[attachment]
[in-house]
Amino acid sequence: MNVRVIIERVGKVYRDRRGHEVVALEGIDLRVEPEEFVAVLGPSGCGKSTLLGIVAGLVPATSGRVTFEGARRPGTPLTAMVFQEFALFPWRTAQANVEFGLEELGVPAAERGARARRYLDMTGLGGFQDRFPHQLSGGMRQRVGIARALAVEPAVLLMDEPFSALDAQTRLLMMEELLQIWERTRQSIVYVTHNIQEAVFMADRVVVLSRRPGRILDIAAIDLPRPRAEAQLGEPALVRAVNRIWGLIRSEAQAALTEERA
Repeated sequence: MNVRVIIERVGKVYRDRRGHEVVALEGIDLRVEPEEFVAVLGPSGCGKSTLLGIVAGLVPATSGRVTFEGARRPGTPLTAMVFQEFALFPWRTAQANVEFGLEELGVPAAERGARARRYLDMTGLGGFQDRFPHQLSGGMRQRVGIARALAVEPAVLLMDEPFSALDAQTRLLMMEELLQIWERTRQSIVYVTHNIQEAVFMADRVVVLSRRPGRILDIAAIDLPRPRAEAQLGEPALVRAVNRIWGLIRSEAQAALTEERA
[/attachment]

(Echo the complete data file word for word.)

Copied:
[in-house]
Amino acid sequence: MNVRVIIERVGKVYRDRRGHEVVALEGIDLRVEPEEFVAVLGPSGCGKSTLLGIVAGLVPATSGRVTFEGARRPGTPLTAMVFQEFALFPWRTAQANVEFGLEELGVPAAERGARARRYLDMTGLGGFQDRFPHQLSGGMRQRVGIARALAVEPAVLLMDEPFSALDAQTRLLMMEELLQIWERTRQSIVYVTHNIQEAVFMADRVVVLSRRPGRILDIAAIDLPRPRAEAQLGEPALVRAVNRIWGLIRSEAQAALTEERA
Repeated sequence: MNVRVIIERVGKVYRDRRGHEVVALEGIDLRVEPEEFVAVLGPSGCGKSTLLGIVAGLVPATSGRVTFEGARRPGTPLTAMVFQEFALFPWRTAQANVEFGLEELGVPAAERGARARRYLDMTGLGGFQDRFPHQLSGGMRQRVGIARALAVEPAVLLMDEPFSALDAQTRLLMMEELLQIWERTRQSIVYVTHNIQEAVFMADRVVVLSRRPGRILDIAAIDLPRPRAEAQLGEPALVRAVNRIWGLIRSEAQAALTEERA